One of Legal Aid’s very own practice areas has become the subject of a widespread “fake news” story. Last month, articles and posts began circulating on social media, informing readers that child support would be ending in 2018. One article – which has been shared over 50,000 times on Facebook – claimed that Congress and the current administration were working to pass a law which would prevent parents from being ordered to pay support. Another article included a purported quote from President Trump, and reported that custodial parents have been protesting outside the White House.
With so many other previously unbelievable actions becoming reality these days, it is no wonder that some people might see these reports and take them as the truth. But thankfully, these reports are nothing more than fake news.
The reports of the Trump Administration and Congress ending child support obligations have been completely debunked. According to Snopes – a website dedicated to fact-checking urban legends – the posts were created using React365, an online tool which generates prank headlines. There is no indication that policymakers are working to terminate the child support system. Indeed, it’s unclear if Congress or the President would have the authority to “end child support” even if they wanted to as both the right to receive child support and the obligation to pay comes from state law. Child support litigants should be assured that child support will continue.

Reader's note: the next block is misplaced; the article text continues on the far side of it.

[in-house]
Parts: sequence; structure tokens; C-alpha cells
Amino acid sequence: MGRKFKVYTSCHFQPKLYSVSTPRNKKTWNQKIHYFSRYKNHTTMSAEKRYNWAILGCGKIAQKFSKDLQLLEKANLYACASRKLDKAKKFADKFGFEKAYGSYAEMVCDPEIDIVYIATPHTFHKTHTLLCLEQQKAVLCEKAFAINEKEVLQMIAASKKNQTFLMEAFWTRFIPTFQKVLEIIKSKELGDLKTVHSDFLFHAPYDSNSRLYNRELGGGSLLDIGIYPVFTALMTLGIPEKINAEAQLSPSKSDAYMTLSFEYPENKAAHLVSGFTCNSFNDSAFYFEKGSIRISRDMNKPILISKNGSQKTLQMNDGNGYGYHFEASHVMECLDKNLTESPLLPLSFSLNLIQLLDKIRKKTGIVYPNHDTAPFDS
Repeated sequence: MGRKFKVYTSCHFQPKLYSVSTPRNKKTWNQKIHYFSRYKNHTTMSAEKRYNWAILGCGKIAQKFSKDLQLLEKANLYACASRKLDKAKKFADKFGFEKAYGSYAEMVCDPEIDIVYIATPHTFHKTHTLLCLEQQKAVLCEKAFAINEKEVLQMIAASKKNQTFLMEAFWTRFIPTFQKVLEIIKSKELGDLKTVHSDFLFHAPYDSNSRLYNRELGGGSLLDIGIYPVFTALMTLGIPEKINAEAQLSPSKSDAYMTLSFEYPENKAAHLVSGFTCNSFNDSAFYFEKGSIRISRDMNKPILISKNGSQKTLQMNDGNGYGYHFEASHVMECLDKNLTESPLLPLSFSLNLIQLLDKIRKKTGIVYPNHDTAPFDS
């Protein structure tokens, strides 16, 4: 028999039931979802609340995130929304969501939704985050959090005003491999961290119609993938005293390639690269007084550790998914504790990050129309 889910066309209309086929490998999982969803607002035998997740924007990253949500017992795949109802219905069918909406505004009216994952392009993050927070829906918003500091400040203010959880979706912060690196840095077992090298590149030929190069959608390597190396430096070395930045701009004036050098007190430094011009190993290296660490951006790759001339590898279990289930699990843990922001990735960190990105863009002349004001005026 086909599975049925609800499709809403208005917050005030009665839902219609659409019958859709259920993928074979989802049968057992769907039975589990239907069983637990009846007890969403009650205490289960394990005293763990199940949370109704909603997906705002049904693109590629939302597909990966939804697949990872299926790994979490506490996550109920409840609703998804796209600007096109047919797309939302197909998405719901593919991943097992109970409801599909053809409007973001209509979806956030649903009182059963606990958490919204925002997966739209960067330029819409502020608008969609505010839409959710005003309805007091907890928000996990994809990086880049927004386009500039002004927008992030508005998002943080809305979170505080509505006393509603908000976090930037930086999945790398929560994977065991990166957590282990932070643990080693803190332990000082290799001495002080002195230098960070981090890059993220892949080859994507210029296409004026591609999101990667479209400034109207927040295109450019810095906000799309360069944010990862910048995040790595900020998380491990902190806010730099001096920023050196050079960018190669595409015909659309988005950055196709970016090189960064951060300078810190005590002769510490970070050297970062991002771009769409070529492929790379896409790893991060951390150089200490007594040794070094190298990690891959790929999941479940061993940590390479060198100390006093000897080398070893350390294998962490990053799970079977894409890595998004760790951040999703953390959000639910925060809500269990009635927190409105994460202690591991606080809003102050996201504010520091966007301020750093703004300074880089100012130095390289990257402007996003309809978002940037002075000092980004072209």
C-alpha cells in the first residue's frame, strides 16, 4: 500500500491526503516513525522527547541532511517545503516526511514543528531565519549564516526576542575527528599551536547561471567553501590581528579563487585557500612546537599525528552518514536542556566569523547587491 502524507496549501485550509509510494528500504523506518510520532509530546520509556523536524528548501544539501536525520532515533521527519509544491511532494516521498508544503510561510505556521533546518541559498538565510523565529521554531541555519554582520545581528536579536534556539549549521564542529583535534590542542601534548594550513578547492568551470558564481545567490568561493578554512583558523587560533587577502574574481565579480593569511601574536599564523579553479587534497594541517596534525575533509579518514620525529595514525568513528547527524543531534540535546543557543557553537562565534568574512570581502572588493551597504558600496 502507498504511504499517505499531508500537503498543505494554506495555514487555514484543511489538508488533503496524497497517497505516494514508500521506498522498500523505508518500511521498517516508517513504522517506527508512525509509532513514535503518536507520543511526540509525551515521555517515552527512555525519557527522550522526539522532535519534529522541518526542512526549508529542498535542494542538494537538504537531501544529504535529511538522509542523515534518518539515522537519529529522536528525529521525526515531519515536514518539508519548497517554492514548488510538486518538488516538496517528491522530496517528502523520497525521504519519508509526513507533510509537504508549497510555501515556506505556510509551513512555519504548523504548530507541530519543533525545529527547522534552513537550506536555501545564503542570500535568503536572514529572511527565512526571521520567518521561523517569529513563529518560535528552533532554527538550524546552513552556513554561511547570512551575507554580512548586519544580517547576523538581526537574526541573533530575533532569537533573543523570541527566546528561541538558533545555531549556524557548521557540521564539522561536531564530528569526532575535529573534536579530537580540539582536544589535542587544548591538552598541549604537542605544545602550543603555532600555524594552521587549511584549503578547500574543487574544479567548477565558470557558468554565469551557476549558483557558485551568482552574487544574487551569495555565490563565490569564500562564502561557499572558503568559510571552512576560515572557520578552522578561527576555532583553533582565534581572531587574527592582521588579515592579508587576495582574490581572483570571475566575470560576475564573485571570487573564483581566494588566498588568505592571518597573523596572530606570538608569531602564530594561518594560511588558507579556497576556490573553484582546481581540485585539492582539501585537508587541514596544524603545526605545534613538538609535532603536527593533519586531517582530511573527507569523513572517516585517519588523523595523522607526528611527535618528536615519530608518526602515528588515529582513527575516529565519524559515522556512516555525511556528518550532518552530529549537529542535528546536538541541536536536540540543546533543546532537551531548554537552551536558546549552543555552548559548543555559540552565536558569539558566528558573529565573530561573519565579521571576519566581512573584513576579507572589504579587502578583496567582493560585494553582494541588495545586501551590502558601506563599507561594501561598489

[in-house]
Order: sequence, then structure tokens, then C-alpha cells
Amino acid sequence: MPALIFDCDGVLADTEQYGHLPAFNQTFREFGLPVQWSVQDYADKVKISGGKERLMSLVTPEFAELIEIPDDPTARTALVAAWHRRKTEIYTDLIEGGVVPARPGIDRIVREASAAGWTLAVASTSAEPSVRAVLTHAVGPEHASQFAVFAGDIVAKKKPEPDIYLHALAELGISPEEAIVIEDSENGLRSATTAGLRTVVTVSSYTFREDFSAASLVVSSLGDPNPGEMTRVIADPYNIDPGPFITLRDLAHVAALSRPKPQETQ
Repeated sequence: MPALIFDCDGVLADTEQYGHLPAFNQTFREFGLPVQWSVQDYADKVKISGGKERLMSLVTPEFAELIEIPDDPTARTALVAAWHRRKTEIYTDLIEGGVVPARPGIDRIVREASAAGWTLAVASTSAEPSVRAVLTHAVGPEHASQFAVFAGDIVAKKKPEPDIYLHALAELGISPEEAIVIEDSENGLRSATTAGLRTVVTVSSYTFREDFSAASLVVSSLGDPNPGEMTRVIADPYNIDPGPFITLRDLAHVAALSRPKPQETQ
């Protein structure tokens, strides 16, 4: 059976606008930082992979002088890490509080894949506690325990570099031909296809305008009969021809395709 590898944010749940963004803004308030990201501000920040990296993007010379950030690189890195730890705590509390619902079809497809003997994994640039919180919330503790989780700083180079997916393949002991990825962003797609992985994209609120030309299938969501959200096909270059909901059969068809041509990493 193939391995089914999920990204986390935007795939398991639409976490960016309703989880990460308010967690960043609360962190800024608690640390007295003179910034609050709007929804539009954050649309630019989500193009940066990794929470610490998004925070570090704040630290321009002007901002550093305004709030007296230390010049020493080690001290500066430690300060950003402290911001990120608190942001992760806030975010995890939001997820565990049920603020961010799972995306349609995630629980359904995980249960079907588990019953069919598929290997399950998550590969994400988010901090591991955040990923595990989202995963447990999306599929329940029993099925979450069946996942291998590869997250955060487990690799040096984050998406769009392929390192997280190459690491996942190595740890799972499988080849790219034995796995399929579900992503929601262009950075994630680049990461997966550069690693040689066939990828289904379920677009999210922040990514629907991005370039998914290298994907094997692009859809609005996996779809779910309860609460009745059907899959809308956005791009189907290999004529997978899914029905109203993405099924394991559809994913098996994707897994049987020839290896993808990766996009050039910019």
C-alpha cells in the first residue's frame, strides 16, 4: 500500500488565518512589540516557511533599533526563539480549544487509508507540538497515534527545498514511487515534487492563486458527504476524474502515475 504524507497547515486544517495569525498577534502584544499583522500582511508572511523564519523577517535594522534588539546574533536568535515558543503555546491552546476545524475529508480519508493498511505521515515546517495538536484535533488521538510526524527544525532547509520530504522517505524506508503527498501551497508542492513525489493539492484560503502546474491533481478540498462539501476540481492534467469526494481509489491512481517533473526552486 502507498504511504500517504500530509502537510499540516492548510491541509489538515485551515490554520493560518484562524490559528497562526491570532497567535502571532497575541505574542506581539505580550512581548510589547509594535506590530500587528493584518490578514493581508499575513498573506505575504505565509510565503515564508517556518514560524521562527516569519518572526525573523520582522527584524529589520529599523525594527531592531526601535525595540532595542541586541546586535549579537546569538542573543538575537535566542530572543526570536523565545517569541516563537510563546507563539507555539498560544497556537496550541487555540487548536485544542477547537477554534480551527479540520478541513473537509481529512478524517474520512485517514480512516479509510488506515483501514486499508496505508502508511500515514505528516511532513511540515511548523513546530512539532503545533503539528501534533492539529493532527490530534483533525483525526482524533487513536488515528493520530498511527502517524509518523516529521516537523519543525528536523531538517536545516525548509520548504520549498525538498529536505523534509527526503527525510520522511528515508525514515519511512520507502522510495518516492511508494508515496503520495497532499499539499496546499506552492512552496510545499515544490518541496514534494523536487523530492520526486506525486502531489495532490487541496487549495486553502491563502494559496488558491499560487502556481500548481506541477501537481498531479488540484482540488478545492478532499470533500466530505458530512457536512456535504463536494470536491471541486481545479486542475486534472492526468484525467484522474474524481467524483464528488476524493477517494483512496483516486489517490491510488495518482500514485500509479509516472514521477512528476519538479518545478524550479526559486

Attorneys from Legal Aid learned about this social media rumor recently, while spending some time speaking with residents at D.C. General Family Shelter and sharing information on how to access our services. One woman expressed concerns that she would stop receiving child support payments next year, based on what she had been reading online. Thankfully, we were there to inform her that this story was false. Engaging in outreach is always a rewarding experience that allows our lawyers to work with our client community beyond courtroom advocacy, but it was especially rewarding in this instance because we had the opportunity to dispel a troubling rumor like this one.
Every day, attorneys from Legal Aid and Bread for the City staff the Child Support Resource Center, located in Room 109a of the D.C. Superior Court. We meet with low-income mothers and fathers who need help navigating an incredibly opaque system. Complex laws and common misconceptions can create immense confusion for someone first arriving in court for child support. Through same-day advice and representation at the Resource Center, we work to provide clarity and guidance to those who need it, and to replace myths about the child support system with the facts.